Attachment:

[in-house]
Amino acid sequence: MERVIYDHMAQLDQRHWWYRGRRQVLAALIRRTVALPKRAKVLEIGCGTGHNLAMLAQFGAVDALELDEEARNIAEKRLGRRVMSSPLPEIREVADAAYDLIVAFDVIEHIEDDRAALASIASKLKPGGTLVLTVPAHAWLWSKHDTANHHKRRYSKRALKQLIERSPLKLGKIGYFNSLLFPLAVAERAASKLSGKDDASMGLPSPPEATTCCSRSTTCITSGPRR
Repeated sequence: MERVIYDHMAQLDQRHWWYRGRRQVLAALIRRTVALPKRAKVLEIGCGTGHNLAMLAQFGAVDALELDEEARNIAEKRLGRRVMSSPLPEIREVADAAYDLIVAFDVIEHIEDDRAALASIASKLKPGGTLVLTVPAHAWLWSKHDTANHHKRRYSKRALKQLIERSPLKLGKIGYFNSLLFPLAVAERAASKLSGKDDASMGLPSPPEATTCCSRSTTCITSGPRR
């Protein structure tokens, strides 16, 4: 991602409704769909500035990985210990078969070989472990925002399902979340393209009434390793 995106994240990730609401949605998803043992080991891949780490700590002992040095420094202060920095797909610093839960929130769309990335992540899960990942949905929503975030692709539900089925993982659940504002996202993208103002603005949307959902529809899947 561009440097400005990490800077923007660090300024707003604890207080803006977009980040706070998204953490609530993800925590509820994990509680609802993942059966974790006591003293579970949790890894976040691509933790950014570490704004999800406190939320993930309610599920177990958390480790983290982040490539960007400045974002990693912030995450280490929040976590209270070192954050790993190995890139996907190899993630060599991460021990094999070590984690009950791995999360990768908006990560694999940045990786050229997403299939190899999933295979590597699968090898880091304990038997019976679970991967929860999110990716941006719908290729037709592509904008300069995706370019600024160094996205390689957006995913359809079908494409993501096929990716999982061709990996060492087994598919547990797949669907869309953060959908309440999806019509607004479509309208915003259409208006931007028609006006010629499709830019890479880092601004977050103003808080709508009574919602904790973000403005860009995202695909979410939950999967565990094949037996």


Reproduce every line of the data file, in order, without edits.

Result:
[in-house]
Amino acid sequence: MERVIYDHMAQLDQRHWWYRGRRQVLAALIRRTVALPKRAKVLEIGCGTGHNLAMLAQFGAVDALELDEEARNIAEKRLGRRVMSSPLPEIREVADAAYDLIVAFDVIEHIEDDRAALASIASKLKPGGTLVLTVPAHAWLWSKHDTANHHKRRYSKRALKQLIERSPLKLGKIGYFNSLLFPLAVAERAASKLSGKDDASMGLPSPPEATTCCSRSTTCITSGPRR
Repeated sequence: MERVIYDHMAQLDQRHWWYRGRRQVLAALIRRTVALPKRAKVLEIGCGTGHNLAMLAQFGAVDALELDEEARNIAEKRLGRRVMSSPLPEIREVADAAYDLIVAFDVIEHIEDDRAALASIASKLKPGGTLVLTVPAHAWLWSKHDTANHHKRRYSKRALKQLIERSPLKLGKIGYFNSLLFPLAVAERAASKLSGKDDASMGLPSPPEATTCCSRSTTCITSGPRR
């Protein structure tokens, strides 16, 4: 991602409704769909500035990985210990078969070989472990925002399902979340393209009434390793 995106994240990730609401949605998803043992080991891949780490700590002992040095420094202060920095797909610093839960929130769309990335992540899960990942949905929503975030692709539900089925993982659940504002996202993208103002603005949307959902529809899947 561009440097400005990490800077923007660090300024707003604890207080803006977009980040706070998204953490609530993800925590509820994990509680609802993942059966974790006591003293579970949790890894976040691509933790950014570490704004999800406190939320993930309610599920177990958390480790983290982040490539960007400045974002990693912030995450280490929040976590209270070192954050790993190995890139996907190899993630060599991460021990094999070590984690009950791995999360990768908006990560694999940045990786050229997403299939190899999933295979590597699968090898880091304990038997019976679970991967929860999110990716941006719908290729037709592509904008300069995706370019600024160094996205390689957006995913359809079908494409993501096929990716999982061709990996060492087994598919547990797949669907869309953060959908309440999806019509607004479509309208915003259409208006931007028609006006010629499709830019890479880092601004977050103003808080709508009574919602904790973000403005860009995202695909979410939950999967565990094949037996």